Care for those who need it

General Health tile
General Health tile

Health chiefs in Doncaster are spearheading a multi-million pound research programme to look at how to improve care for people with long term illnesses.

The £24 million scheme will see specialists from Doncaster and Bassetlaw Hospitals NHS Foundation Trust look at new ways of caring for people with conditions like diabetes, mental health issues and the lung disease chronic obstructive pulmonary disease.

Throughout the four-year programme, starting next January, there will be a range of research projects aimed at improving the health and wellbeing of patients.

Dr Trevor Rogers, director of research and development and a consultant respiratory physician at the Trust, said: “We are excited about the opportunities and potential benefits of this programme for people in Doncaster, Bassetlaw and the other communities we serve.

“Long-term conditions like diabetes, stroke and COPD can have a major impact on both the length and the quality of a person’s life.

“There are some exciting new technologies, however, that may help people manage their condition better or provide early warning if it is deteriorating. We will be taking a lead role on the scheme.”

Project leaders have yet to finalise what the pilots will be, but one scheme they are intending to trial is ‘remote health’ support.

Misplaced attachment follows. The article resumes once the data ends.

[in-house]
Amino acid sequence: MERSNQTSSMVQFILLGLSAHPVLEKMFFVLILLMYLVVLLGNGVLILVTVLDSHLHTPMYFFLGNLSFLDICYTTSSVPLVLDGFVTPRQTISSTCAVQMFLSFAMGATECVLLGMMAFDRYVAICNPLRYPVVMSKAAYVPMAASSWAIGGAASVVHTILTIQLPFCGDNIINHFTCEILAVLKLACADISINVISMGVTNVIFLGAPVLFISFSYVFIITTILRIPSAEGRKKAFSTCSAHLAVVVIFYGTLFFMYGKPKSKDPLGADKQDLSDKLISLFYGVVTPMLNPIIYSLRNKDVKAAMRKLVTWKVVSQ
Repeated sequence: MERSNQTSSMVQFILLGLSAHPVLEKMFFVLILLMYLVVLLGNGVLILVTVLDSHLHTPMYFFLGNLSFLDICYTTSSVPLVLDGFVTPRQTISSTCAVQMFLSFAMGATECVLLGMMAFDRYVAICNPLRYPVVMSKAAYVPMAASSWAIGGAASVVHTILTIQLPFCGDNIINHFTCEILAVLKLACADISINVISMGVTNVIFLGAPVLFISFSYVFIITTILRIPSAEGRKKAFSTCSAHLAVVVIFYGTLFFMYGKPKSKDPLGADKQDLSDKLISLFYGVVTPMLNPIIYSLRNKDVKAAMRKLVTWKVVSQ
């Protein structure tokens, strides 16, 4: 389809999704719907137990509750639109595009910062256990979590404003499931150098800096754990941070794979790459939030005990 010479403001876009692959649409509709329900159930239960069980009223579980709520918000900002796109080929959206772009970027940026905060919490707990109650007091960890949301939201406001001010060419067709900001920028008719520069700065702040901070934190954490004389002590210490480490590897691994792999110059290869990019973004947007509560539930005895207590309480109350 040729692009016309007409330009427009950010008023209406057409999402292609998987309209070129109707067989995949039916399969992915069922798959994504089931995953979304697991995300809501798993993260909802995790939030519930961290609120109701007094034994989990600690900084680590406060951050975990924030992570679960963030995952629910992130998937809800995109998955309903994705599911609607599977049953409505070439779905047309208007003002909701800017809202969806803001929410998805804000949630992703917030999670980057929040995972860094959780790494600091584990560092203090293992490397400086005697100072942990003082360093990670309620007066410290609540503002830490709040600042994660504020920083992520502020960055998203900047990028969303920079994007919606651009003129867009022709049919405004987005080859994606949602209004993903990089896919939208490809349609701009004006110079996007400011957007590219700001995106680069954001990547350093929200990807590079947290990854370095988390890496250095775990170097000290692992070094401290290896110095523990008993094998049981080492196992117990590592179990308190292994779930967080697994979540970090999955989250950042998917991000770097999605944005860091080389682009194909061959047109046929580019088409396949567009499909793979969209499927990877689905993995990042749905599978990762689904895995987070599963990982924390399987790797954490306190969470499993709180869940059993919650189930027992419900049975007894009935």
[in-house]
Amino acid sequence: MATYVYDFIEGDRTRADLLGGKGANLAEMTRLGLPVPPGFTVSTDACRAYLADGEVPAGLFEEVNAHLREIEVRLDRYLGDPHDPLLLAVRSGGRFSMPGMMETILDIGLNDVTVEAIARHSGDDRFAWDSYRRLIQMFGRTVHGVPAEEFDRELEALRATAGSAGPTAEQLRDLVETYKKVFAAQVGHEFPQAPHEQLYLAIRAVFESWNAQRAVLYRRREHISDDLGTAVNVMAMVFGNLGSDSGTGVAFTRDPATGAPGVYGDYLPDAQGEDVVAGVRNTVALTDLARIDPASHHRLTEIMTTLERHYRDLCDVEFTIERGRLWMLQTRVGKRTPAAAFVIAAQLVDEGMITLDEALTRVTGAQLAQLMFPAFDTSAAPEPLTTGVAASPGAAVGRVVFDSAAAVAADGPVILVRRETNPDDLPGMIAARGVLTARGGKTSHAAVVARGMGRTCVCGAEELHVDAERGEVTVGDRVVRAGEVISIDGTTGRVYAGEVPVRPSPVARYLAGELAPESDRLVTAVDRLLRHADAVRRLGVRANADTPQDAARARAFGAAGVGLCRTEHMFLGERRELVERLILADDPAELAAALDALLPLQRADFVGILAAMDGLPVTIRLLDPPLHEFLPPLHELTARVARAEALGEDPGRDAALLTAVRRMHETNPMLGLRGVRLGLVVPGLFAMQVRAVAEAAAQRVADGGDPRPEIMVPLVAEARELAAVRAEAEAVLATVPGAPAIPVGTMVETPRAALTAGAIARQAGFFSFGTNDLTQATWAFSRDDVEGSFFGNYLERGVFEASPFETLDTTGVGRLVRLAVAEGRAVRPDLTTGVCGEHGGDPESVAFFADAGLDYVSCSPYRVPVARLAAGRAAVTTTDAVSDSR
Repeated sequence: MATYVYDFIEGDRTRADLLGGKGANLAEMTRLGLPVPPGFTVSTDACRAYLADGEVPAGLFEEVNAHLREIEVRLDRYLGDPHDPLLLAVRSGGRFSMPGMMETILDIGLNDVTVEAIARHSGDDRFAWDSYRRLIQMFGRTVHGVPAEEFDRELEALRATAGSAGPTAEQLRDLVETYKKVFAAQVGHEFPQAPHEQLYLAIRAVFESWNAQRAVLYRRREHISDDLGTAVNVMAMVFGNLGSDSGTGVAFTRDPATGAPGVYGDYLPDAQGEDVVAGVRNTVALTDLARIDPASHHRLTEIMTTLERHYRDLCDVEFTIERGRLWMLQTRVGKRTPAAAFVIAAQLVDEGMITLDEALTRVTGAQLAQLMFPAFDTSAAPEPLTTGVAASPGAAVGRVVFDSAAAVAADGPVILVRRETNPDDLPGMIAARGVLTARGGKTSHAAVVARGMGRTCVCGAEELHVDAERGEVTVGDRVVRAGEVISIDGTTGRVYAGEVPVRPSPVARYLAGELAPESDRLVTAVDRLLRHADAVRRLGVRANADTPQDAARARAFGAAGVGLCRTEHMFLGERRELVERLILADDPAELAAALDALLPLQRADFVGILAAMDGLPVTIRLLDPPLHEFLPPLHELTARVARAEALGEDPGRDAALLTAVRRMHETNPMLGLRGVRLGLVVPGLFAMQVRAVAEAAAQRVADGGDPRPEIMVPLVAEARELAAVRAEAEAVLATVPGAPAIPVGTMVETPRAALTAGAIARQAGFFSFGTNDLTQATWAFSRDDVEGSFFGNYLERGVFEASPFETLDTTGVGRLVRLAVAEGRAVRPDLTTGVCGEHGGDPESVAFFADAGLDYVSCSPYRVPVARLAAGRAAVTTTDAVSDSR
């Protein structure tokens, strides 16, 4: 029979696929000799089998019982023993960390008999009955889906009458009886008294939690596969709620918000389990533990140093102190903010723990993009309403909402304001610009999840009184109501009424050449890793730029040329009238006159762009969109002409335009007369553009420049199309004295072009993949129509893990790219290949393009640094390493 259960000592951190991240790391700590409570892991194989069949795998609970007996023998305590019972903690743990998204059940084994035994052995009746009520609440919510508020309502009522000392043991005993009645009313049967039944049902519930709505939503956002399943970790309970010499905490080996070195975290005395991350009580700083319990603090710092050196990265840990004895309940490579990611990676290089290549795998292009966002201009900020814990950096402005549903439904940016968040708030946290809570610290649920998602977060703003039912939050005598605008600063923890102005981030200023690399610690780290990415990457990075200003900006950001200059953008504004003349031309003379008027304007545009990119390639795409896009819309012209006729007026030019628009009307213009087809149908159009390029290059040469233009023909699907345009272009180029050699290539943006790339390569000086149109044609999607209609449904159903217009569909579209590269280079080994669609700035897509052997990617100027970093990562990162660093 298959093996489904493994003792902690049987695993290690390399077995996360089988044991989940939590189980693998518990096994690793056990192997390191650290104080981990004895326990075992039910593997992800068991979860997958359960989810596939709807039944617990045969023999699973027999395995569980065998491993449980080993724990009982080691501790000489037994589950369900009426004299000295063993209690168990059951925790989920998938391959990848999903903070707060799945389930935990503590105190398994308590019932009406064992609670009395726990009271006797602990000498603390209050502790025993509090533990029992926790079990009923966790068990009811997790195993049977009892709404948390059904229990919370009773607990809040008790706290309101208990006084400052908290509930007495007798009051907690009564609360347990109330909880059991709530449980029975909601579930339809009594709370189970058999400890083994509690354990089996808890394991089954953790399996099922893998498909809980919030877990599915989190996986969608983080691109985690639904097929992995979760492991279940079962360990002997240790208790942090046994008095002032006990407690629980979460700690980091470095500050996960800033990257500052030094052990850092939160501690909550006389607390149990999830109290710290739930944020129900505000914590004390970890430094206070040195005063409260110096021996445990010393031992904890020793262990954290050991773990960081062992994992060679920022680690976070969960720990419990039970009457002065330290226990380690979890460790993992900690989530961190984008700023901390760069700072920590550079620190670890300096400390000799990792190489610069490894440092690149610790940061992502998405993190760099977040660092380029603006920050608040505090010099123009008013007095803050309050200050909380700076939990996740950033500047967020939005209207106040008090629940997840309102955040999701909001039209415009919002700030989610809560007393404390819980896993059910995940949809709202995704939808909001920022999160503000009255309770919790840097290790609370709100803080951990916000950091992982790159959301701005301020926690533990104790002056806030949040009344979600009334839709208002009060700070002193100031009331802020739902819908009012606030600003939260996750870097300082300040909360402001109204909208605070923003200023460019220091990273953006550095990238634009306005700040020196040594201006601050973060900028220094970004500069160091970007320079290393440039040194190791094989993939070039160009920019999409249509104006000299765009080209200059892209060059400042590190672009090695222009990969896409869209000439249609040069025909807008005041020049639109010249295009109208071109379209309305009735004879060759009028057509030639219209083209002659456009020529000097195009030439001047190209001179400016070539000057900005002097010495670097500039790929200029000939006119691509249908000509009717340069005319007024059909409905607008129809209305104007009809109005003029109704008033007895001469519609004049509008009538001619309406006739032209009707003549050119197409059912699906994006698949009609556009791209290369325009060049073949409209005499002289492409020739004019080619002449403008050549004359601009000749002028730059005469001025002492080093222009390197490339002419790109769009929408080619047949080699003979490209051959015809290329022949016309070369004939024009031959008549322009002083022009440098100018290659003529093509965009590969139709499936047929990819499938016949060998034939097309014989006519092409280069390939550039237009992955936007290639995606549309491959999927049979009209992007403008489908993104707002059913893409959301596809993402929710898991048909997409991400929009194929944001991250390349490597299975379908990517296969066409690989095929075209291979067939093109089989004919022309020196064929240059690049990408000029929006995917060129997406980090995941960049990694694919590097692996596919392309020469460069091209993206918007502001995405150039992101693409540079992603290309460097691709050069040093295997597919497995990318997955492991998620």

The scheme involves using equipment to monitor patients’ conditions remotely and adjusting care to suit their needs.

Dr Rogers added: “We would monitor things like blood pressure and can see the data on a computer at the hospital.

“If a patient then needs extra medicine we can send someone out to see them.

“We are still working out the pilots but we will be encouraging patients to collaborate with us. The idea is to have programmes in place by the end of it to improve the care of people with long term illnesses.”

Doncaster is one of 39 partners involved in the project, collectively called the Collaboration for Leadership in Applied Health Research and Care, Yorkshire and Humber.

The collaboration has invested £14 million, including around £400,000 from Doncaster. A further £10m is being provided through a grant from the National Institute for Health Research.

Professor Sue Mawson, director of the collaboration, said: “Yorkshire and Humber has some of the highest levels of social deprivation and health inequalities in the country, and the north-south divide is growing, so this is a significant investment which will enable us to address some of the huge health challenges we face.

“This will put us in a strong position to become a world leader in health services research and healthcare innovation, transforming the health of thousands of people living in the region and beyond.”